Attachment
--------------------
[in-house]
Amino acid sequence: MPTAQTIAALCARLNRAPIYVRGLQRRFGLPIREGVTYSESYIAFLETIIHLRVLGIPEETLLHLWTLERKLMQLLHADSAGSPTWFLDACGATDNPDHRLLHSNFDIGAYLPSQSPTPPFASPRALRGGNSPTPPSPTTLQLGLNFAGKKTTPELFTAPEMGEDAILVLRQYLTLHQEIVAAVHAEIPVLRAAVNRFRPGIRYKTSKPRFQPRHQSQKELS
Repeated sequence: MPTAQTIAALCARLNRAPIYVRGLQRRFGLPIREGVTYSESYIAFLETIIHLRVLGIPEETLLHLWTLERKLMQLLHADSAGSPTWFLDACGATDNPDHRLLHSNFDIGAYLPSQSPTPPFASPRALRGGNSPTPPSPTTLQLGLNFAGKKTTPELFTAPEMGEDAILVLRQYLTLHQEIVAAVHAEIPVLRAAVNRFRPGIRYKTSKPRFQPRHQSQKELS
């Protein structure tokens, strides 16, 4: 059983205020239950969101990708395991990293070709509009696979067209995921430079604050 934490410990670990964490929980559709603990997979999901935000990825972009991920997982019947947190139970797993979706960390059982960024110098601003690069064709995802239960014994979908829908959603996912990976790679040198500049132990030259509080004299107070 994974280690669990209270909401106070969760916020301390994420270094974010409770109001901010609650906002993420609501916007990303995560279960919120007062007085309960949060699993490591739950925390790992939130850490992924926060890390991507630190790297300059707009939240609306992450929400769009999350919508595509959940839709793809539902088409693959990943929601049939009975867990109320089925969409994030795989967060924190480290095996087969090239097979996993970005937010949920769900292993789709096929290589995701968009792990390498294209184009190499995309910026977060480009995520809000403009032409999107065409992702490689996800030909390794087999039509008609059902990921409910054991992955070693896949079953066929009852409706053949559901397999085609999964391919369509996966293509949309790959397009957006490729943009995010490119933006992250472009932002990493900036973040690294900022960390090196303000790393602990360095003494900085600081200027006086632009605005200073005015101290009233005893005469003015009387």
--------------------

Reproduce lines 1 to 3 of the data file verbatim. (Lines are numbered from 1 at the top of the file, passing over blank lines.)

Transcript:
[in-house]
Amino acid sequence: MPTAQTIAALCARLNRAPIYVRGLQRRFGLPIREGVTYSESYIAFLETIIHLRVLGIPEETLLHLWTLERKLMQLLHADSAGSPTWFLDACGATDNPDHRLLHSNFDIGAYLPSQSPTPPFASPRALRGGNSPTPPSPTTLQLGLNFAGKKTTPELFTAPEMGEDAILVLRQYLTLHQEIVAAVHAEIPVLRAAVNRFRPGIRYKTSKPRFQPRHQSQKELS
Repeated sequence: MPTAQTIAALCARLNRAPIYVRGLQRRFGLPIREGVTYSESYIAFLETIIHLRVLGIPEETLLHLWTLERKLMQLLHADSAGSPTWFLDACGATDNPDHRLLHSNFDIGAYLPSQSPTPPFASPRALRGGNSPTPPSPTTLQLGLNFAGKKTTPELFTAPEMGEDAILVLRQYLTLHQEIVAAVHAEIPVLRAAVNRFRPGIRYKTSKPRFQPRHQSQKELS